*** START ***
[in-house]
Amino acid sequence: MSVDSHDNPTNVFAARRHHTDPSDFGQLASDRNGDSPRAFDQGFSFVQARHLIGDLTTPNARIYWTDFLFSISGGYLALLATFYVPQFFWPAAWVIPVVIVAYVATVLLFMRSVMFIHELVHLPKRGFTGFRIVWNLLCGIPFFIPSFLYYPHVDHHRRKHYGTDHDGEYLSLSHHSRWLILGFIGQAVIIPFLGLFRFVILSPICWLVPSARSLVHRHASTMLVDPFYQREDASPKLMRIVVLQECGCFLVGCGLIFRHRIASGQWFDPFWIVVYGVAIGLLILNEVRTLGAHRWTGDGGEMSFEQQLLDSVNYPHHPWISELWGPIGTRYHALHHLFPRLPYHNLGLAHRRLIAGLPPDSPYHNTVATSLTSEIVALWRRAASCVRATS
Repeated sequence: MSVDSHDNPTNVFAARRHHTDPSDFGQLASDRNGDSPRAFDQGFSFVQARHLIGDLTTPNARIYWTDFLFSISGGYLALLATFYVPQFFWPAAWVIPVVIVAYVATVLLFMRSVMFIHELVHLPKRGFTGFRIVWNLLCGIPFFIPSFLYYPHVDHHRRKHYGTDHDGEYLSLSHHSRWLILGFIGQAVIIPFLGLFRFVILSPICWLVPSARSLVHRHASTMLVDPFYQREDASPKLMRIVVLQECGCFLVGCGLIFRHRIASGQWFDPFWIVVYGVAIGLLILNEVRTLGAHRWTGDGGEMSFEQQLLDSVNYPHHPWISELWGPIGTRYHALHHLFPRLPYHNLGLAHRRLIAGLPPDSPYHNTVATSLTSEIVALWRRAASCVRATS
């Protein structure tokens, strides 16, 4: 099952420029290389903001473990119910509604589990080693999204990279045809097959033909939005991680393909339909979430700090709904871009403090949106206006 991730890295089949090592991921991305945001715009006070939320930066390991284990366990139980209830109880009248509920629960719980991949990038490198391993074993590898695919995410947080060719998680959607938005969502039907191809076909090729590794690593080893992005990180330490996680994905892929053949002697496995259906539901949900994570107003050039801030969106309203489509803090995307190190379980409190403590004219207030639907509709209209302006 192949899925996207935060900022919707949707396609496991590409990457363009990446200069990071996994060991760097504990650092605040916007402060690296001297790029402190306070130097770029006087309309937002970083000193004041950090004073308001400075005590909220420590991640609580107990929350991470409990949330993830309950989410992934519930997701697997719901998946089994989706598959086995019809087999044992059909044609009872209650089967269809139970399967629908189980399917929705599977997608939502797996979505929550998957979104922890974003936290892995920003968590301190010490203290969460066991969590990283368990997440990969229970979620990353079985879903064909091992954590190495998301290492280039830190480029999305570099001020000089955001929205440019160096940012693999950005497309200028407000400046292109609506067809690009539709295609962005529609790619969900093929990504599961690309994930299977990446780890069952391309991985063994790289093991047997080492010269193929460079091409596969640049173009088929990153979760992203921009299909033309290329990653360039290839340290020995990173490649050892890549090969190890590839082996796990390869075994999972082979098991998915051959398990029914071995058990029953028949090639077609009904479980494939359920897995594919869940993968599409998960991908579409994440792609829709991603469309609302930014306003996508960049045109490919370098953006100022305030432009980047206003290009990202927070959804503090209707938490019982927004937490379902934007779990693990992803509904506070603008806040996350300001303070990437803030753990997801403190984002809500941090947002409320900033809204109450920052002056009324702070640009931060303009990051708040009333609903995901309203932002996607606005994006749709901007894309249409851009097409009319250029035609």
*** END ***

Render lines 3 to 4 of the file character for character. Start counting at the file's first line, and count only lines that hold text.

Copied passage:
Repeated sequence: MSVDSHDNPTNVFAARRHHTDPSDFGQLASDRNGDSPRAFDQGFSFVQARHLIGDLTTPNARIYWTDFLFSISGGYLALLATFYVPQFFWPAAWVIPVVIVAYVATVLLFMRSVMFIHELVHLPKRGFTGFRIVWNLLCGIPFFIPSFLYYPHVDHHRRKHYGTDHDGEYLSLSHHSRWLILGFIGQAVIIPFLGLFRFVILSPICWLVPSARSLVHRHASTMLVDPFYQREDASPKLMRIVVLQECGCFLVGCGLIFRHRIASGQWFDPFWIVVYGVAIGLLILNEVRTLGAHRWTGDGGEMSFEQQLLDSVNYPHHPWISELWGPIGTRYHALHHLFPRLPYHNLGLAHRRLIAGLPPDSPYHNTVATSLTSEIVALWRRAASCVRATS
């Protein structure tokens, strides 16, 4: 099952420029290389903001473990119910509604589990080693999204990279045809097959033909939005991680393909339909979430700090709904871009403090949106206006 991730890295089949090592991921991305945001715009006070939320930066390991284990366990139980209830109880009248509920629960719980991949990038490198391993074993590898695919995410947080060719998680959607938005969502039907191809076909090729590794690593080893992005990180330490996680994905892929053949002697496995259906539901949900994570107003050039801030969106309203489509803090995307190190379980409190403590004219207030639907509709209209302006 192949899925996207935060900022919707949707396609496991590409990457363009990446200069990071996994060991760097504990650092605040916007402060690296001297790029402190306070130097770029006087309309937002970083000193004041950090004073308001400075005590909220420590991640609580107990929350991470409990949330993830309950989410992934519930997701697997719901998946089994989706598959086995019809087999044992059909044609009872209650089967269809139970399967629908189980399917929705599977997608939502797996979505929550998957979104922890974003936290892995920003968590301190010490203290969460066991969590990283368990997440990969229970979620990353079985879903064909091992954590190495998301290492280039830190480029999305570099001020000089955001929205440019160096940012693999950005497309200028407000400046292109609506067809690009539709295609962005529609790619969900093929990504599961690309994930299977990446780890069952391309991985063994790289093991047997080492010269193929460079091409596969640049173009088929990153979760992203921009299909033309290329990653360039290839340290020995990173490649050892890549090969190890590839082996796990390869075994999972082979098991998915051959398990029914071995058990029953028949090639077609009904479980494939359920897995594919869940993968599409998960991908579409994440792609829709991603469309609302930014306003996508960049045109490919370098953006100022305030432009980047206003290009990202927070959804503090209707938490019982927004937490379902934007779990693990992803509904506070603008806040996350300001303070990437803030753990997801403190984002809500941090947002409320900033809204109450920052002056009324702070640009931060303009990051708040009333609903995901309203932002996607606005994006749709901007894309249409851009097409009319250029035609």